Doctorate in Clinical Psychology: Main Research Portfolio
: 1) Systematic Literature Review: Men's experiences of disclosing childhood sexual abuse in adulthood: a qualitative meta-synthesis; 2) Service Improvement Project: Development of an online roadmap of psychological support in collaboration with mental health service users; 3) Main Research Project: Data-gathering style in individuals with autism spectrum conditions: an examination of its relationship with paranoia using the beads task.

  • Kristina Bennert

Student thesis: Doctoral ThesisDoctor of Clinical Psychology (DClinPsy)

Abstract

ndividuals with Autism Spectrum Conditions (ASC) have been found to experience higher levels of paranoia than the general population. However, cognitive mechanisms involved in its development and maintenance may differ from those suggested for typically developed individuals with persecutory ideation. A reasoning bias in the form of reduced data-gathering (‘jumping-to-conclusions’, or JTC bias) has been proposed as a contributory factor for paranoia in people with psychosis and non-clinical populations. Data-gathering style was investigated in 39 adults with ASC and 64 typically developed controls using two probabilistic reasoning tasks: the beads task and an emotionally salient equivalent. Despite higher levels of paranoia, the ASC group requested more information and were less likely to show a JTC bias than the typically develop group. Results suggest that data-gathering style may not be a contributory factor for paranoia in autism, consistent with the proposal of a differential cognitive structure of paranoia in individuals with ASC.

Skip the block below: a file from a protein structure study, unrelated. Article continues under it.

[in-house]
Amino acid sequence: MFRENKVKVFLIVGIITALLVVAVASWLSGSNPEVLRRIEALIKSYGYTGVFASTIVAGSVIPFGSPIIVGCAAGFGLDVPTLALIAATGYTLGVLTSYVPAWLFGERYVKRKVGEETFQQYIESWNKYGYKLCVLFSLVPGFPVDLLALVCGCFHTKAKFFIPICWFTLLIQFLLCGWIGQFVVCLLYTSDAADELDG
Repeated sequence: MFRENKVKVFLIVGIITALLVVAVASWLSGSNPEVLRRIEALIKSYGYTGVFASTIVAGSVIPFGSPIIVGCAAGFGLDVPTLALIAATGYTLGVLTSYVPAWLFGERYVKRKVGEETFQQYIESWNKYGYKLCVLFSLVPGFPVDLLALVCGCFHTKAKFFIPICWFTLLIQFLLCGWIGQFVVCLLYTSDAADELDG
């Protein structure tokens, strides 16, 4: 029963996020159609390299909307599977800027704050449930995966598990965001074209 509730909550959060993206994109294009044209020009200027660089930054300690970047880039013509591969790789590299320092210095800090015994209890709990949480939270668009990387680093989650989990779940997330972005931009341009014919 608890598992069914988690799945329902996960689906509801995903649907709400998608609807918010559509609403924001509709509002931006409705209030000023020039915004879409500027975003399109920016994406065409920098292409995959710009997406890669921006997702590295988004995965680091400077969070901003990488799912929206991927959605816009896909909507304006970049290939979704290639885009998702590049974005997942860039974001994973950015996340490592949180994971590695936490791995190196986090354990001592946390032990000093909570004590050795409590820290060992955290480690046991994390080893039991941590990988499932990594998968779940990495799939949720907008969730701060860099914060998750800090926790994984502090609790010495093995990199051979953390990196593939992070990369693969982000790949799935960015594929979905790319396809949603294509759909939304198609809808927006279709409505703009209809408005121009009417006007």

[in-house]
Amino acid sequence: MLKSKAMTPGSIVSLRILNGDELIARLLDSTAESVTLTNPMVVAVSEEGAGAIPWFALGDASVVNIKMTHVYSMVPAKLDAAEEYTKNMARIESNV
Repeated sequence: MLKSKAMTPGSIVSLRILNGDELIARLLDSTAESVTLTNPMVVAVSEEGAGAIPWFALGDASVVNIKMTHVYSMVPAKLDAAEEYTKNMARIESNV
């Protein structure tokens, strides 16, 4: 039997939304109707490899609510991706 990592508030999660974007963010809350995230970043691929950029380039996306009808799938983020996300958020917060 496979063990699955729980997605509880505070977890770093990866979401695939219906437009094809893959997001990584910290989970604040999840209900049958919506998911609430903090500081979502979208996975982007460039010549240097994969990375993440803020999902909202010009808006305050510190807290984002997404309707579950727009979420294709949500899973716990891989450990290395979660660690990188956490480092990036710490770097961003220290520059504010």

Date of Award8 Sep 2017
Original languageEnglish
Awarding Institution
  • University of Bath
SupervisorJames Gregory (Supervisor)

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